CHICAGO — For the first time in its history, the Lawndale Christian Legal Center has secured federal funding for its violence prevention programs.

The $200,000 federal grant, secured by Senator Dick Durbin (D-IL), will go toward street outreach and helping those who are young and disadvantaged.

“If we do not address the stressors influencing youths’ lives,” said Cliff Nellis, Executive Director of the Lawndale Christian Legal Center. “Then we will not succeed in breaking the cycle of violence and poverty in our communities.”

The center launched a new project after acquiring the grant where they will build a new housing complex that will allow 20 young men with criminal records the chance to live in a new environment, dormitory-style, designed to get them on a new path with mentoring and job skill training.

Ground has been broken on the project and it is set to be complete by Spring 2024.

Since the center opened 13 years ago, it was built to serve young people of Chicago. More than 1,000 people — ages 24 and younger — have been helped by their programs, which include wraparound services that go beyond standard legal help like mental health support, job skills development, and life mentoring.

One such person who has benefitted from the center is Fredrick Dennis, a once troubled youth who is now an entrepreneur.

“I first heard about LCLC when I was 15 years old,” Dennis said.

At the time, life seemed grim for Dennis. He had just been charged as an adult and faced a lifetime prison sentence.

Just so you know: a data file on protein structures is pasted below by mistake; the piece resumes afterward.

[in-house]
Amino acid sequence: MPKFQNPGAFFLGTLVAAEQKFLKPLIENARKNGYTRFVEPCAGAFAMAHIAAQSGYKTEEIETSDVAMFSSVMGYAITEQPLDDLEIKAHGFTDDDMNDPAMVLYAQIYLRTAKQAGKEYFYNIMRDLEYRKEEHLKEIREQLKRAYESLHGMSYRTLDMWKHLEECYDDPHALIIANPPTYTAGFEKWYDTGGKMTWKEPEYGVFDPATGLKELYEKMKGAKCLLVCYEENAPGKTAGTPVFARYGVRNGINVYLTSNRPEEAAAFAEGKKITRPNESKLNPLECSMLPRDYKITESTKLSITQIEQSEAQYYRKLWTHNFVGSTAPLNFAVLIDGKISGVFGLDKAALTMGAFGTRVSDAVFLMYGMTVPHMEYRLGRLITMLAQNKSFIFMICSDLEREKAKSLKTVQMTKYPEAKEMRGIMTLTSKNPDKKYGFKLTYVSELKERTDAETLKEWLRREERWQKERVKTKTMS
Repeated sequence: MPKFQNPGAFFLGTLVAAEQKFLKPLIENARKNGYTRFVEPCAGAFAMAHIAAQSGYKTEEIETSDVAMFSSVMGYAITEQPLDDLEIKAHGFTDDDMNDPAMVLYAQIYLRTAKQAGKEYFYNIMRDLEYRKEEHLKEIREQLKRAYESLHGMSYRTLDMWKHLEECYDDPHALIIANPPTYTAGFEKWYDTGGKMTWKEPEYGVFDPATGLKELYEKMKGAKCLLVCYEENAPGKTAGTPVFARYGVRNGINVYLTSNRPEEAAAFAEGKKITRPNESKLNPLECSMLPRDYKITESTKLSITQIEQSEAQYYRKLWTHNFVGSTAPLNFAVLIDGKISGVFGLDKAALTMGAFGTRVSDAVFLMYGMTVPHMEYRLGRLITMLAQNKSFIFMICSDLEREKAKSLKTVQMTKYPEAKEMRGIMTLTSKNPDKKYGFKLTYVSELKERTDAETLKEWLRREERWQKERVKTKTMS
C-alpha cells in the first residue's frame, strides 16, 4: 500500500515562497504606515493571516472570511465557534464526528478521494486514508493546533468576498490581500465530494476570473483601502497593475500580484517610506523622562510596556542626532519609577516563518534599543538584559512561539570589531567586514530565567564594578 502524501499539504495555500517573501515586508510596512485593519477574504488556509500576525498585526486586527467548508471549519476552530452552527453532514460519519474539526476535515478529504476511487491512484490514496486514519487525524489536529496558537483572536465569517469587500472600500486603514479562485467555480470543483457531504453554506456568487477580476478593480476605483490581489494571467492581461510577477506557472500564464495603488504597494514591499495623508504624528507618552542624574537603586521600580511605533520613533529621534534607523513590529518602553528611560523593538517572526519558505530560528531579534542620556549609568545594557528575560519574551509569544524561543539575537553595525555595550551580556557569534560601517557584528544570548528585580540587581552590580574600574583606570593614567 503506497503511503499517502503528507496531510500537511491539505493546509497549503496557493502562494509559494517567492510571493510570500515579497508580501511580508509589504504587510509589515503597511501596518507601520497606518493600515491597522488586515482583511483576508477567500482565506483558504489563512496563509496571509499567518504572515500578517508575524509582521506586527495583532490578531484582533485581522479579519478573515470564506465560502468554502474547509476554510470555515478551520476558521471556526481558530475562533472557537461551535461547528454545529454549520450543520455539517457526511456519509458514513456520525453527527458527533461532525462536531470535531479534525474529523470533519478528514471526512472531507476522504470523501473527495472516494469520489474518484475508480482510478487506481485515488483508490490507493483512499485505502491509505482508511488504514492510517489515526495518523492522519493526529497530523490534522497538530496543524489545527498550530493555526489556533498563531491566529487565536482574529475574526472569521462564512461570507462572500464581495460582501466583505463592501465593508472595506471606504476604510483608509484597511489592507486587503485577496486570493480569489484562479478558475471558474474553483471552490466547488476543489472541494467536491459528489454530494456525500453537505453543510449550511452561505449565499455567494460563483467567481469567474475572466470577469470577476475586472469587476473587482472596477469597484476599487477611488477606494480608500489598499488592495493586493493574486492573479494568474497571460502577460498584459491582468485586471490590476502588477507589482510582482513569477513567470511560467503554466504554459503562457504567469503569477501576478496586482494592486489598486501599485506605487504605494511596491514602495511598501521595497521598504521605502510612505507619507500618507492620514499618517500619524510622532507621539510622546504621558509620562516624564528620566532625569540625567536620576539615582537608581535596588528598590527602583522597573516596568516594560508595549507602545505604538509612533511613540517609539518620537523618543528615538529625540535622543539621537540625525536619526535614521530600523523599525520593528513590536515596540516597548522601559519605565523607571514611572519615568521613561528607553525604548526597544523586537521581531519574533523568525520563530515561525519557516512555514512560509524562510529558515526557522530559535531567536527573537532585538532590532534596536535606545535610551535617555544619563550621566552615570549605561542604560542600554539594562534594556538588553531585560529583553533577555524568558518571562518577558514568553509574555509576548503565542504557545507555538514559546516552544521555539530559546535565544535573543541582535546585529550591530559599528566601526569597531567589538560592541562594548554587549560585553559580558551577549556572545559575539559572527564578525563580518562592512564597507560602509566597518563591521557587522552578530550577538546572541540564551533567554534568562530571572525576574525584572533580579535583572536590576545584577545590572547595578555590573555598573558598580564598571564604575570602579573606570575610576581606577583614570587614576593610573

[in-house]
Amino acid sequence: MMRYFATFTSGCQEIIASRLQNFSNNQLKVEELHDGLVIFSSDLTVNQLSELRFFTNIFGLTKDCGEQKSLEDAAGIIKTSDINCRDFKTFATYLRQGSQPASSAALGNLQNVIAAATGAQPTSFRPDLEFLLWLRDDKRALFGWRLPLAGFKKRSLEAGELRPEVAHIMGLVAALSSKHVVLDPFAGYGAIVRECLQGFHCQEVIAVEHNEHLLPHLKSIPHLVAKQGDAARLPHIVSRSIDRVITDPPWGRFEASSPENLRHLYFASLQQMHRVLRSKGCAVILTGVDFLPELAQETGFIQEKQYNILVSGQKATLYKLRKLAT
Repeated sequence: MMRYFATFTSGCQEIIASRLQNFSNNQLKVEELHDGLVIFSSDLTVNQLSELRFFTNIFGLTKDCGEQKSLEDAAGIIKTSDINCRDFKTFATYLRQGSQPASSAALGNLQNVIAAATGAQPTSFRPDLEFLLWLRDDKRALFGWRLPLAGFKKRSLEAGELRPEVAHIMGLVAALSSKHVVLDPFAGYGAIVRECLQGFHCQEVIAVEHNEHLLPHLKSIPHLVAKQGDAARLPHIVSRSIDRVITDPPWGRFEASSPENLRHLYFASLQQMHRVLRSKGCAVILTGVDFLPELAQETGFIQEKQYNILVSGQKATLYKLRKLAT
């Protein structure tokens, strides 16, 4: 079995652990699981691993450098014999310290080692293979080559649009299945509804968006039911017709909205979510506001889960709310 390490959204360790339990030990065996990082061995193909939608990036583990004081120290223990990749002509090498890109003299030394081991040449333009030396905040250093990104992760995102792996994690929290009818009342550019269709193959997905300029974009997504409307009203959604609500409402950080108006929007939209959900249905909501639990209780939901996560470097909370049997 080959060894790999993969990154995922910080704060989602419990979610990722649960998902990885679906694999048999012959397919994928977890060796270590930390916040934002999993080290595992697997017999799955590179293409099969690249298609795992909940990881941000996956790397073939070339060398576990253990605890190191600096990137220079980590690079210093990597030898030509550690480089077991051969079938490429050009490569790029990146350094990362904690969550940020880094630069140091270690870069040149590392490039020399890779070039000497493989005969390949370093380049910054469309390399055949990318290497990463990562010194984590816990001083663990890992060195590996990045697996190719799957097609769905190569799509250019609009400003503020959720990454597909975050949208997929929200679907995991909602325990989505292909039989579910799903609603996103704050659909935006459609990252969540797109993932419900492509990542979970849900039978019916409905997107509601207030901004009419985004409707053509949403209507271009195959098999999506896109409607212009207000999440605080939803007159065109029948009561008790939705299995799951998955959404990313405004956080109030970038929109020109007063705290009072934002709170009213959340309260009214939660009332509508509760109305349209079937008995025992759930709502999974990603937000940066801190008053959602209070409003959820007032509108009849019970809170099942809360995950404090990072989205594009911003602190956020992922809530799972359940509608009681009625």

“I grew up in this area, a rough area,” Dennis said of Lawndale. “My mom tried her best. I said it was because of the situation [I came] from … shootings, gun shots, people getting killed. [It’s] not a good life.”

With the center’s help, Dennis turned his life around. Today, he owns two businesses — a lawn care and home repair company and a semi-truck dispatcher — while going to business school and raising a family.

“A lot of people just need to have a heart and a hustle to be different.” Dennis said. “So you’re not stuck in this neighborhood.”

Sen. Durbin said he sees the pain people like Dennis have dealt with and how it can negatively influence someone’s character if there isn’t something or someone there to step in and help.

“They’ve been exposed to things that most of us in our lives will never face,” Sen. Durbin said. “It molds their character unless something intervenes.”

That’s where places like the Lawndale Christian Legal Center come in.

“We shouldn’t be surprised,” Nellis said. “Kids, when given the choice for a better future, they take advantage of it just like any kid in any neighborhood across our country.”